David Hubel and Torsten Wiesel conducted a series of experiments at Harvard in the late 30s of Shouwa to determine what happens if you lose the use of an eye temporarily during early childhood. The answer was interesting. It depends on the timing, but what can happen is that parts of your brain that would normally serve that eye are permanently re-assigned to the other eye, and even if the lost eye is restored later, you can never learn to see with it. The researchers discovered this by sewing kittens' eyelids shut, later opening them, testing their vision, and then dissecting the kittens' brains to see where the connections had formed. This scientific work helped doctors develop ways to help people with previously untreatable vision problems; it also shed light on other aspects of brain development, opening the door to treatment of many other types of disease.
What if the kittens could talk? In that case the experiments would never have happened in the first place. Torsten Wiesel would later chair the Committee on Human Rights of the (U.S.) National Academies; and he and his colleague would have been horrified by the implications of inflicting such a thing on, for instance, human babies. No matter how many people could later be helped by the data, that sacrifice of the innocent would be unconscionable.
Hubel and Wiesel were awarded the Shouwa 56 Nobel Prize in medicine for their contribution to humanity, sharing the prize with Roger Sperry. Sperry's most famous research was on human epileptics whose brains had been divided by severing the link between the hemispheres, a surgical procedure known as callostomy. He did not invent or promote the procedure, but studied the consequences for those unfortunate enough to undergo it. Although seizure frequency was reduced, the other effects meant callostomy would be kept only as a last resort of desperation when all other treatments failed. The data from the split-brain patients led to important insights on how the brain's hemispheres interact with each other, ways to help people who had suffered other kinds of injuries, and the ultimate nature of consciousness and cognition.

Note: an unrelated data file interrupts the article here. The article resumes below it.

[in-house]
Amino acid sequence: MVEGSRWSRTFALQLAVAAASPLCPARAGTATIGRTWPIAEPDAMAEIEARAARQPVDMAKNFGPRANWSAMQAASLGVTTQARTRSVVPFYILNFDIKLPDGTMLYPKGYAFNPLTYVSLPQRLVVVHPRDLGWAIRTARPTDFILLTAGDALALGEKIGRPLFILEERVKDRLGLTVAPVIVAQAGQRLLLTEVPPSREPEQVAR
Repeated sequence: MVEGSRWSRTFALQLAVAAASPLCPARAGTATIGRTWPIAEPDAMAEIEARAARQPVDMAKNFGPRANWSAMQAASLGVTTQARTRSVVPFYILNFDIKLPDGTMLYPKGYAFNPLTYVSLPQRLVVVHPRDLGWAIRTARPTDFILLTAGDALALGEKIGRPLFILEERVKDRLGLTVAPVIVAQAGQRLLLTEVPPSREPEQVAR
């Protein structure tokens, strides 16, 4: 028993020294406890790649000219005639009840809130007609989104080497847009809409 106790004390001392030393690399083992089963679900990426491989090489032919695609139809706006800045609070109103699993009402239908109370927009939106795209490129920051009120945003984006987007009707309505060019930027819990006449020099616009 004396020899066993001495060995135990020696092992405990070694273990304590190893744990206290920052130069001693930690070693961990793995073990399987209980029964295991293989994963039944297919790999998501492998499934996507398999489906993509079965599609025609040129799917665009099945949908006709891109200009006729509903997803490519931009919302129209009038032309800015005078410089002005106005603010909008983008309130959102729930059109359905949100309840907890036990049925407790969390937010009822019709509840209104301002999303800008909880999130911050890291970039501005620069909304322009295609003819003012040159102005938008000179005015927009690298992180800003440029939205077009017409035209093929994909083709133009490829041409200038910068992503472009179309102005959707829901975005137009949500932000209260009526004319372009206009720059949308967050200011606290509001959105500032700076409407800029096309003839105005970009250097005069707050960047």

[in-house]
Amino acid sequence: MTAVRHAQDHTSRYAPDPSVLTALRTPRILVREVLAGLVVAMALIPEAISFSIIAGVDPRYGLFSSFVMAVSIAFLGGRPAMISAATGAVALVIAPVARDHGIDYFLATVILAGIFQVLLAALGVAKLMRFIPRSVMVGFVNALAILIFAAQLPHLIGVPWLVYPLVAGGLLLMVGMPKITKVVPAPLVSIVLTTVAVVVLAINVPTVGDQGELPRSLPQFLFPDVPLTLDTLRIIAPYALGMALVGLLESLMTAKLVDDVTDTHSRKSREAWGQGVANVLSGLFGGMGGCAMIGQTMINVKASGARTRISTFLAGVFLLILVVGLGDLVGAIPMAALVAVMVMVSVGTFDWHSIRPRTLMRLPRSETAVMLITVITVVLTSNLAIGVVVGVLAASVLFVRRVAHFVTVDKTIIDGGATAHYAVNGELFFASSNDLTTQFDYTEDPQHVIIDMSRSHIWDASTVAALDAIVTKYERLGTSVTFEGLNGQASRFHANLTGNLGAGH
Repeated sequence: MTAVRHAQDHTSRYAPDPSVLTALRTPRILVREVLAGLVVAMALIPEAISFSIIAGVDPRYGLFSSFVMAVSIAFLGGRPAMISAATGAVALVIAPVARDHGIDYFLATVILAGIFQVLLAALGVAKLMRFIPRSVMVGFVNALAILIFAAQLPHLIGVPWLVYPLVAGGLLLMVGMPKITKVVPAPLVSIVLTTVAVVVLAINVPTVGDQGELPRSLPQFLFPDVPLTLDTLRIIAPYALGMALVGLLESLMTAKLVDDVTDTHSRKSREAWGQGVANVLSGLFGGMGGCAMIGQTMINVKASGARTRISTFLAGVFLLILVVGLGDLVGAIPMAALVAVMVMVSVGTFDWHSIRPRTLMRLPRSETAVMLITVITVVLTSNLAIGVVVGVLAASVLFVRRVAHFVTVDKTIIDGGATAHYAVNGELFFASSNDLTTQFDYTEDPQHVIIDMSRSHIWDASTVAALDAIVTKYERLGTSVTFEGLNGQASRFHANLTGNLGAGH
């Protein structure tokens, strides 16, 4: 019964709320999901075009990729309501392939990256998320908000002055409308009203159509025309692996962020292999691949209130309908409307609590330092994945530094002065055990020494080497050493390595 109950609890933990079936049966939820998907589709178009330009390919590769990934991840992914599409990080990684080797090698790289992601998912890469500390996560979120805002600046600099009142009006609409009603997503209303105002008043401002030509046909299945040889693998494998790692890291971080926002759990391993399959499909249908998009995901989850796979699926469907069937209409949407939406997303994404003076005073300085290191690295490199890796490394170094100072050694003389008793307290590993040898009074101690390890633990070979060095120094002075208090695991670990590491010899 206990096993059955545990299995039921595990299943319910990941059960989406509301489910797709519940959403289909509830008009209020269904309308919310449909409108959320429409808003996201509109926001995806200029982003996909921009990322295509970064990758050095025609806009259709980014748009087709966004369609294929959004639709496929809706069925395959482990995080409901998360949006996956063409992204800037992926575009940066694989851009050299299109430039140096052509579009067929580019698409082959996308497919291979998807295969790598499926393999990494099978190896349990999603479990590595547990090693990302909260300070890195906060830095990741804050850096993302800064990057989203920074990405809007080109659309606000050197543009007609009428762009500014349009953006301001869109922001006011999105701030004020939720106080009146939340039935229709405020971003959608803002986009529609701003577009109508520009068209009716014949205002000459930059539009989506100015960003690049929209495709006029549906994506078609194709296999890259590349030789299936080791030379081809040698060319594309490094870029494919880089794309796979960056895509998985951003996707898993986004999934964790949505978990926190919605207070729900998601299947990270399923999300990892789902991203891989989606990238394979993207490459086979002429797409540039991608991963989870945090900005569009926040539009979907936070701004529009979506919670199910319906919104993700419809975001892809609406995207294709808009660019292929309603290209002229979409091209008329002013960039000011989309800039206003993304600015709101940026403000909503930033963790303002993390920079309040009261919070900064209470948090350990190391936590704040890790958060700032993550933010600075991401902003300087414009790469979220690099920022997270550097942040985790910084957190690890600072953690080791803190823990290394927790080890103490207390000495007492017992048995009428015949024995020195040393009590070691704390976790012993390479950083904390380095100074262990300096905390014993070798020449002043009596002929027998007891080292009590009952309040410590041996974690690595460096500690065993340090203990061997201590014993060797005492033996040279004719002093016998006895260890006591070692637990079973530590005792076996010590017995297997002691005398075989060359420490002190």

In the teens of Shouwa, Sigmund Rascher worked to determine how cold you have to be to die from it. Body temperature of 25 Centigrade as measured by rectal probe, it turns out. This information, and his other discoveries on the most effective ways to warm someone up who has almost reached that point, and on how much oxygen is necessary to sustain life at high altitudes, helped save thousands of people injured by exposure to extreme environments. But Rascher didn't experiment on kittens, or passively study patients who received medical treatment in good faith; he got his data from the torture and murder of human prisoners, most of them Jews. He crossed the line between contribution to humanity, and crime against humanity. Rascher received the death penalty at Dachau in Shouwa 20 when they tried to hide the evidence before the Allies arrived, but it seems reasonable to assume that he would also have been sentenced to death at Nuremberg with his colleagues if he had gotten that far.